Top type

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In mathematical logic and computer science, some type theories and type systems include a top type that is commonly denoted with top or the symbol ⊤. The top type is sometimes called also universal type, or universal supertype as all other types in the type system of interest are subtypes of it, and in most cases, it contains every possible object of the type system. It is in contrast with the bottom type, or the universal subtype, which every other type is supertype of and it is often that the type contains no members at all.

Contents

Support in programming languages

Several typed programming languages provide explicit support for the top type.

In statically-typed languages, there are two different, often confused, concepts when discussing the top type.

  1. A universal base class or other item at the top of a run time class hierarchy (often relevant in object-oriented programming) or type hierarchy; it is often possible to create objects with this (run time) type, or it could be found when one examines the type hierarchy programmatically, in languages that support it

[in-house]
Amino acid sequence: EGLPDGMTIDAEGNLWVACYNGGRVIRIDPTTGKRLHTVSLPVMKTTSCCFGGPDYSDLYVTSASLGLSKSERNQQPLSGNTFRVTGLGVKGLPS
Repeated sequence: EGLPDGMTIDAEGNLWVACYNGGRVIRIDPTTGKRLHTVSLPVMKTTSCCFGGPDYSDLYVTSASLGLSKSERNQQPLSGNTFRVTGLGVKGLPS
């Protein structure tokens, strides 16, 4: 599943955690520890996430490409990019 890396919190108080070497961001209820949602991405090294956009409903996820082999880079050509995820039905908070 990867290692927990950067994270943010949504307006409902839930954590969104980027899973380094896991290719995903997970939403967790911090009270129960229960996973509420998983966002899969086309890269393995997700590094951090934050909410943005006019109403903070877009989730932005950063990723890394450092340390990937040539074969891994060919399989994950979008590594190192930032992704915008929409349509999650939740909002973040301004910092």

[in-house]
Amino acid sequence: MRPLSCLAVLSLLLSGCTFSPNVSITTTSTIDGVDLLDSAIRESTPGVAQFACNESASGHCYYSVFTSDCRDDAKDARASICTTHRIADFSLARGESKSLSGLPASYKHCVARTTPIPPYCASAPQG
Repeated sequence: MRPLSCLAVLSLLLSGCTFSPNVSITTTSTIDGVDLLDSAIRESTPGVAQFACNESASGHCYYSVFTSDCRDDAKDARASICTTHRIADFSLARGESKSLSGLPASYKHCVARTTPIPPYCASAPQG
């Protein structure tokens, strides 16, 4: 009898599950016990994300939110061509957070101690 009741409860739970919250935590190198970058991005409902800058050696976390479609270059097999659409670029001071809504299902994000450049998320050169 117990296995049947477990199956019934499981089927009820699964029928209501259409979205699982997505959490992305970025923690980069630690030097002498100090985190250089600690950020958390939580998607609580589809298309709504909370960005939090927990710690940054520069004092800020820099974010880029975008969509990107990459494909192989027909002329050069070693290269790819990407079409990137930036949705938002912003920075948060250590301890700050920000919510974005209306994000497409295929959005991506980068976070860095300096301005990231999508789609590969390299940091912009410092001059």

2. A (compile time) static type in the code whose variables can be assigned any value (or a subset thereof, like any object pointer value), similar to dynamic typing

The first concept often implies the second, i.e., if a universal base class exists, then a variable that can point to an object of this class can also point to an object of any class. However, several languages have types in the second regard above (e.g., void * in C++, id in Objective-C, interface {} in Go), static types which variables can accept any object value, but which do not reflect real run time types that an object can have in the type system, so are not top types in the first regard.

In dynamically-typed languages, the second concept does not exist (any value can be assigned to any variable anyway), so only the first (class hierarchy) is discussed. This article tries to stay with the first concept when discussing top types, but also mention the second concept in languages where it is significant.